Gender Bias in the U S Court System Research Paper

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Gender Bias in the U.S. Court System

Statistics regarding male and female criminality

Types of cases involving women and men

Sentencing guidelines for judges imposed to diminish disparities

Feminists say women should get less jail time

Number of women vs. men arrested

Women committing misdemeanors get little or no jail time

Death penalty cases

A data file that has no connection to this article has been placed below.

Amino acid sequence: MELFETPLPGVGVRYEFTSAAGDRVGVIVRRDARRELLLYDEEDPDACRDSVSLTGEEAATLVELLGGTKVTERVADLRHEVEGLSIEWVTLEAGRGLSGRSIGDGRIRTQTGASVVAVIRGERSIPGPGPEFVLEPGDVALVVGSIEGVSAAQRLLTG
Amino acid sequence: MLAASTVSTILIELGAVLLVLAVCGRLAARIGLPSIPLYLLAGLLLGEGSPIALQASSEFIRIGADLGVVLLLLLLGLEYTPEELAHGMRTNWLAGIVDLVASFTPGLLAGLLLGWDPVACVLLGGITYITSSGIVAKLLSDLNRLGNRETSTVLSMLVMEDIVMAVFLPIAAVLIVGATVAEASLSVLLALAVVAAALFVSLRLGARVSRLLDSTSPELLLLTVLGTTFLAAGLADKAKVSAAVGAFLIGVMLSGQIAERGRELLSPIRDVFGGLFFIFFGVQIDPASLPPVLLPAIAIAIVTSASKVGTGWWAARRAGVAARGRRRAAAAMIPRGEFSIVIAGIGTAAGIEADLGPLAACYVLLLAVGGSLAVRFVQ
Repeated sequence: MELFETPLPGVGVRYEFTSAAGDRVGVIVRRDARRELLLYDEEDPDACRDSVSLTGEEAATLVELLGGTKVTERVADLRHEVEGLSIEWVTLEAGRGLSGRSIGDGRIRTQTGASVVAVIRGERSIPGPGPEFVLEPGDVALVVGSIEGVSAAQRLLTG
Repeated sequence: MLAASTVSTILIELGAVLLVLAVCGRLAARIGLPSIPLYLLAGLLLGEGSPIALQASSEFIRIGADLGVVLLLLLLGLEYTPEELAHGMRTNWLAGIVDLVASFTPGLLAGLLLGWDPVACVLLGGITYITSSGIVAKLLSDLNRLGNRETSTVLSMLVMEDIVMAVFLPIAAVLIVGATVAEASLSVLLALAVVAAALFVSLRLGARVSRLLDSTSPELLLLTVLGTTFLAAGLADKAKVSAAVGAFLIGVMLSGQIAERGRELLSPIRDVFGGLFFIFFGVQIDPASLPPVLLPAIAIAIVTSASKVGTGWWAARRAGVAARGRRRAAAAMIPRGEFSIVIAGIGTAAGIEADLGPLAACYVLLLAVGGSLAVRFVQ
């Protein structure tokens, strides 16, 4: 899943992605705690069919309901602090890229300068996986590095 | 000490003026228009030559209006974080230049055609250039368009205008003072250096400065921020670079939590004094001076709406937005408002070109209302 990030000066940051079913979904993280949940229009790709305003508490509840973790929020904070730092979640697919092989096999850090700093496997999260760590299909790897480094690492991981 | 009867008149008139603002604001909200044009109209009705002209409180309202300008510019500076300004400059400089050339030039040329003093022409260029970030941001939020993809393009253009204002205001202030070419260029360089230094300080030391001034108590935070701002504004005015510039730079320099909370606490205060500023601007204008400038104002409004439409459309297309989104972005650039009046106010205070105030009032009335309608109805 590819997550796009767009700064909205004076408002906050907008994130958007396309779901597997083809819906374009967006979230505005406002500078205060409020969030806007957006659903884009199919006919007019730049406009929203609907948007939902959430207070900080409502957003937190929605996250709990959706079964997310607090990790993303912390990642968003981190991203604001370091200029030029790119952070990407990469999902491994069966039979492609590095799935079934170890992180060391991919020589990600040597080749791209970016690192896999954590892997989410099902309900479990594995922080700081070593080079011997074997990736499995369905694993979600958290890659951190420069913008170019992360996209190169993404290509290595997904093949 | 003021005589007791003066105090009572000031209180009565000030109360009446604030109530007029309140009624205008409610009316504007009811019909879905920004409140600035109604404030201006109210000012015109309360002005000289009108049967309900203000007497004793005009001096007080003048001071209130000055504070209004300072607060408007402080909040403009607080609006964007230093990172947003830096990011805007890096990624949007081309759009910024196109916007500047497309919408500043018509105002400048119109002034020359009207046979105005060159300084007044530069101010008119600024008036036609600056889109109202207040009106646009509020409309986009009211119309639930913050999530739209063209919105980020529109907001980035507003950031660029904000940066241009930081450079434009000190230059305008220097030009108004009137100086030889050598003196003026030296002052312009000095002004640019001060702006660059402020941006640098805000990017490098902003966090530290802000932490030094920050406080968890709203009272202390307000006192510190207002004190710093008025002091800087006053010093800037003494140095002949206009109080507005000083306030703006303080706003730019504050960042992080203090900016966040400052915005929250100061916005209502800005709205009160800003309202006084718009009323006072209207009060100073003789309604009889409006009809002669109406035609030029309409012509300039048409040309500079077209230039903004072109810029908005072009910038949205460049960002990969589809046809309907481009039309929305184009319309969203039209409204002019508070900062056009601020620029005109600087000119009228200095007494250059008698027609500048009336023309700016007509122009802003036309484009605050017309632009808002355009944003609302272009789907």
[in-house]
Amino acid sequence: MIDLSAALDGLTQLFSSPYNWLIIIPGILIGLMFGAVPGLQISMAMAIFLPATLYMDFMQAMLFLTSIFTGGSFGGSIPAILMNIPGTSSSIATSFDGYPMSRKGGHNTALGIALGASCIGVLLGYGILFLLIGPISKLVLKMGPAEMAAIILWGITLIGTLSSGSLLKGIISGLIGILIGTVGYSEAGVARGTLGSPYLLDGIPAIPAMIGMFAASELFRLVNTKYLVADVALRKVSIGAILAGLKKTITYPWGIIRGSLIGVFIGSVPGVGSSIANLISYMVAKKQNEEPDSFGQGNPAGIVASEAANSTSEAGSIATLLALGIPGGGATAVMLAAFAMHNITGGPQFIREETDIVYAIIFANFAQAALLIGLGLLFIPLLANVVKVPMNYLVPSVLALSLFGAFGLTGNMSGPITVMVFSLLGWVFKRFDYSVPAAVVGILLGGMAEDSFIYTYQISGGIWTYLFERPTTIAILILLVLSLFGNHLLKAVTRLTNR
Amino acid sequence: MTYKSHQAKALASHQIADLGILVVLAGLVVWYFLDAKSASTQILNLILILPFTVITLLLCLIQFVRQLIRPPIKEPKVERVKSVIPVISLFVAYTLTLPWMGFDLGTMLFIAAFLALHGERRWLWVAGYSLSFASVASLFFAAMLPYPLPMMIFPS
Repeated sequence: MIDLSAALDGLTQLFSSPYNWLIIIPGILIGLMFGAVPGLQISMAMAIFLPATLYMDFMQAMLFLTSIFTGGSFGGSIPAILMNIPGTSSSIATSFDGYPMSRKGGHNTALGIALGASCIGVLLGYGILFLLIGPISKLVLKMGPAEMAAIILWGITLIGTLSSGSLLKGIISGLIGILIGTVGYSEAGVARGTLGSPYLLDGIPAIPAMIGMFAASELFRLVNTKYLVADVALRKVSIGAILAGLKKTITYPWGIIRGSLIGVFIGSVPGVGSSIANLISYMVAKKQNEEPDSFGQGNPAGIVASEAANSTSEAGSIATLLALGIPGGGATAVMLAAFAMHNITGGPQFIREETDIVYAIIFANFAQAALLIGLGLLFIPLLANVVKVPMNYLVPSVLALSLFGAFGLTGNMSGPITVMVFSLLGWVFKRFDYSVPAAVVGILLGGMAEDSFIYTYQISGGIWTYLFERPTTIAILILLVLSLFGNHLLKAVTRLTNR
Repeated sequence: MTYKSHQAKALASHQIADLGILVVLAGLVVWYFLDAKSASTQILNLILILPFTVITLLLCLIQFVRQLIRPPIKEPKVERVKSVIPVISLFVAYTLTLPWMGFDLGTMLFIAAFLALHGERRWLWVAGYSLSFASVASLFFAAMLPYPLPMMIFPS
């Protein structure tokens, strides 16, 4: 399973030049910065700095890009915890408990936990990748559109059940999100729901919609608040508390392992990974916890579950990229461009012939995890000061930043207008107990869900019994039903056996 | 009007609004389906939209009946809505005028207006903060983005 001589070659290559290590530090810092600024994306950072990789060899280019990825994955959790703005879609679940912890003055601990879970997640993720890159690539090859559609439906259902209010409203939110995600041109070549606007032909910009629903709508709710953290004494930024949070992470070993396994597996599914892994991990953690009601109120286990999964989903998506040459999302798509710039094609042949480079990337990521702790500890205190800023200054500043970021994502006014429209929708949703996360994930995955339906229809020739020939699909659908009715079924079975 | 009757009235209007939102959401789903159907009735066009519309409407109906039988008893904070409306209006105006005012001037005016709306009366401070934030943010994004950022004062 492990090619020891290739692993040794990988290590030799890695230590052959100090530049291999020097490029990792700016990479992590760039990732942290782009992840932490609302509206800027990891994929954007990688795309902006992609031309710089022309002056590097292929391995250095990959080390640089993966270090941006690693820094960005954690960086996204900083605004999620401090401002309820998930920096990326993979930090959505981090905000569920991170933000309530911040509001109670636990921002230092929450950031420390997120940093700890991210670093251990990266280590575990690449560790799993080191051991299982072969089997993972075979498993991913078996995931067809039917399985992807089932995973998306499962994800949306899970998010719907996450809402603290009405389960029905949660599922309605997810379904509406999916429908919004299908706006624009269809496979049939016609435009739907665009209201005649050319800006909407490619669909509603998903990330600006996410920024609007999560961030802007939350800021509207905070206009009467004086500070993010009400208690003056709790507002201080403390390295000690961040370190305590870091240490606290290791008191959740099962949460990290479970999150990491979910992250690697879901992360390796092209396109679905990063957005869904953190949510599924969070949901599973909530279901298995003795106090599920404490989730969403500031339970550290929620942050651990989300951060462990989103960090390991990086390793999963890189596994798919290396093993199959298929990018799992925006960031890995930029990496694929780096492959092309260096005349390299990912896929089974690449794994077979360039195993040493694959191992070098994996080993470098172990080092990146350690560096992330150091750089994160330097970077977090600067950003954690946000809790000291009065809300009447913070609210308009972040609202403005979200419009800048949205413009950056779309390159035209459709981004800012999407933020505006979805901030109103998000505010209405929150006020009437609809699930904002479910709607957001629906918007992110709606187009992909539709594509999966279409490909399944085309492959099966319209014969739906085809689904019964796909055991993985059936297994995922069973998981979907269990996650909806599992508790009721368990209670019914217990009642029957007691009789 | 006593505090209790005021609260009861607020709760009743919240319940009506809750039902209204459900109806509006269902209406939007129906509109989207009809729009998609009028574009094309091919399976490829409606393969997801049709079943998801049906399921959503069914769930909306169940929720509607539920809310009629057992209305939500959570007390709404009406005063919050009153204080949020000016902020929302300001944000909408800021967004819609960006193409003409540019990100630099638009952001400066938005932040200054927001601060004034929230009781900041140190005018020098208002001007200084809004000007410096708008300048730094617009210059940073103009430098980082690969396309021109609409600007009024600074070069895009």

10% of murder cases are perpetrated by women

Leniency of juries on women defendants

Easier for women to be treated leniently by juries

Sex crimes involving men and women adults vs. teens and children

Women are always given less punishment than men in this area

Reaction of judges towards female defendants

Male judges

Female judges


a. Chivalry Theory of women perpetrators


Focal Concerns theory of women perpetrators